This is a thought leadership article in our series looking at the future of 3D printing.
Len Pannett is an operational strategy consultant at Visagio Ltd, where he helps organisations to realize their operational aspirations. He is a specialist in the impact of 3D printing on supply chains, and is a founder of Supercharg3d.com.
The future of 3D printing for the supply chain by Len Pannett
Every day brings with it news of innovative ways that 3D printing is being used, the amazing things that it can make, and how it will transform our world beyond all recognition. There is talk that it will radically change supply chains, from eliminating the need to store spare parts and having 3D printers in car service centres, to more fantastic claims of solving sustainability issues.
Despite 3D printer sales growing at around 25% per annum, hinting that it is having a significant impact in how things are made, 3D printing is not yet generally used in manufacture. It remains an interesting tool for making things, intriguing and enigmatic for many businesses, wondering how best to meet their customers’ needs.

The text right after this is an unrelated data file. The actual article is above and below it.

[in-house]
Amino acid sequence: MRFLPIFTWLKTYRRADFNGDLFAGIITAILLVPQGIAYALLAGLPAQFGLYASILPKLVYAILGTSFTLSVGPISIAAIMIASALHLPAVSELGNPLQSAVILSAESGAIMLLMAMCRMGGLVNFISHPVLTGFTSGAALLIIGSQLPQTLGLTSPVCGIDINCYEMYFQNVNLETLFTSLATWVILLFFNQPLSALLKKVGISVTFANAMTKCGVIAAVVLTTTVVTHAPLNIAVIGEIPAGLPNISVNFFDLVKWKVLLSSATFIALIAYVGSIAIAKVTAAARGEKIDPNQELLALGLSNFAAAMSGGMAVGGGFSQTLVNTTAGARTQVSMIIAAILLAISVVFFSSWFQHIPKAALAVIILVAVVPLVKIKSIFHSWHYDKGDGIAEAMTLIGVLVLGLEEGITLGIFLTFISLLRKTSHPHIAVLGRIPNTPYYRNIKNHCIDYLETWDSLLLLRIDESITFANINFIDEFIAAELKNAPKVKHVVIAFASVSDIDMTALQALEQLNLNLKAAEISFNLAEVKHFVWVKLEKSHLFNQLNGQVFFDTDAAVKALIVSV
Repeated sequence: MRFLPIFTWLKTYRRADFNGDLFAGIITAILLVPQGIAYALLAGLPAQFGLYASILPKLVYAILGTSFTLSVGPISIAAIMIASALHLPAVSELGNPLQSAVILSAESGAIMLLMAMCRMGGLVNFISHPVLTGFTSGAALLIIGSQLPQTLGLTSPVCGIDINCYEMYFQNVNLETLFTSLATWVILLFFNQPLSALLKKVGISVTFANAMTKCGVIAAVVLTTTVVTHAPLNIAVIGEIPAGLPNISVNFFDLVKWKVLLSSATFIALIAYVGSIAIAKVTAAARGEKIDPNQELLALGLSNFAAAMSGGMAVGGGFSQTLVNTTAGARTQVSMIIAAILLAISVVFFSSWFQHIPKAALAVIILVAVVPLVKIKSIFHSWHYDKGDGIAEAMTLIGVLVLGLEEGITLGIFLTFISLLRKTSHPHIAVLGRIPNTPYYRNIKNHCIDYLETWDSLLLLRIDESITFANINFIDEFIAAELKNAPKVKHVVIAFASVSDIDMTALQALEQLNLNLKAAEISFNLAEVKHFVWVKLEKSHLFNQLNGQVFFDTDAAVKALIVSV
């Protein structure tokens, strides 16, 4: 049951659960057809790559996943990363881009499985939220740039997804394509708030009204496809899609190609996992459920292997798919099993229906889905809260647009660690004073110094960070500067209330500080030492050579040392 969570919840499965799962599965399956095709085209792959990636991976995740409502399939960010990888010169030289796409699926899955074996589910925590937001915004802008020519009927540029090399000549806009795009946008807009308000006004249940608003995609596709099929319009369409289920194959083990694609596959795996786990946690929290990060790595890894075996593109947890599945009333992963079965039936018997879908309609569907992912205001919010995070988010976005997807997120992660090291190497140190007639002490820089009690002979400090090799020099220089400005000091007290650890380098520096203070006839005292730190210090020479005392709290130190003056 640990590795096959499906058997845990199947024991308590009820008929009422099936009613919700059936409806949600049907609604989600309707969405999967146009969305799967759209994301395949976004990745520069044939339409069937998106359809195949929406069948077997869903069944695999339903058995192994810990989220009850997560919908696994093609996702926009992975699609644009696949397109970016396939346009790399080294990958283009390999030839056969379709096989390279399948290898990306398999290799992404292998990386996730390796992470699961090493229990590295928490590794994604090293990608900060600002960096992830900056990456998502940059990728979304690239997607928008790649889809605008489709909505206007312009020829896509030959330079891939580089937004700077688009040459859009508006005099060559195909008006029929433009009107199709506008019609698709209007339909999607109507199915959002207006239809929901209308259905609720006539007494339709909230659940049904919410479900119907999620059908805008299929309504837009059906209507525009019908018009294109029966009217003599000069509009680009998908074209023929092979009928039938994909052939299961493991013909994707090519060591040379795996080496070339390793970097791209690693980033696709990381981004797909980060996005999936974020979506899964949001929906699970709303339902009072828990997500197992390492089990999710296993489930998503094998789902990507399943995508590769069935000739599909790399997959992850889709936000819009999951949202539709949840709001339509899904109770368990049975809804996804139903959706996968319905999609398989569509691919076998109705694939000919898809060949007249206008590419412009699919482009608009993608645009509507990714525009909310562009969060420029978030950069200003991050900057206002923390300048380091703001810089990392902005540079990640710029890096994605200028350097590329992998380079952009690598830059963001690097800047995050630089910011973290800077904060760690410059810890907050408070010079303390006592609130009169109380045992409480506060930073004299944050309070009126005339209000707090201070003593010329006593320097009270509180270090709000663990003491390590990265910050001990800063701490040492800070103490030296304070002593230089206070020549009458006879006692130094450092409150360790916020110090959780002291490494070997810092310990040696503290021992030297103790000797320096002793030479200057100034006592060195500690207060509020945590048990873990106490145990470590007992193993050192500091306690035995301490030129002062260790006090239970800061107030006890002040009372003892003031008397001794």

Of course, 3D printing is ideal in situations where there is a requirement for making things with complex designs, or which require mass customization or fast design-to-delivery cycle time, all for a lower cost.
So will 3D printing become all-pervading over the next five years? Unlikely. However, it will enter mainstream operational planning and begin to shape longer-term supply chain models.
3D printing increasingly considered
Five years is not a long time in business’s strategic planning. Most companies have a five-year planning cycle in which they consider how their customers’ demands will change and how best to meet those.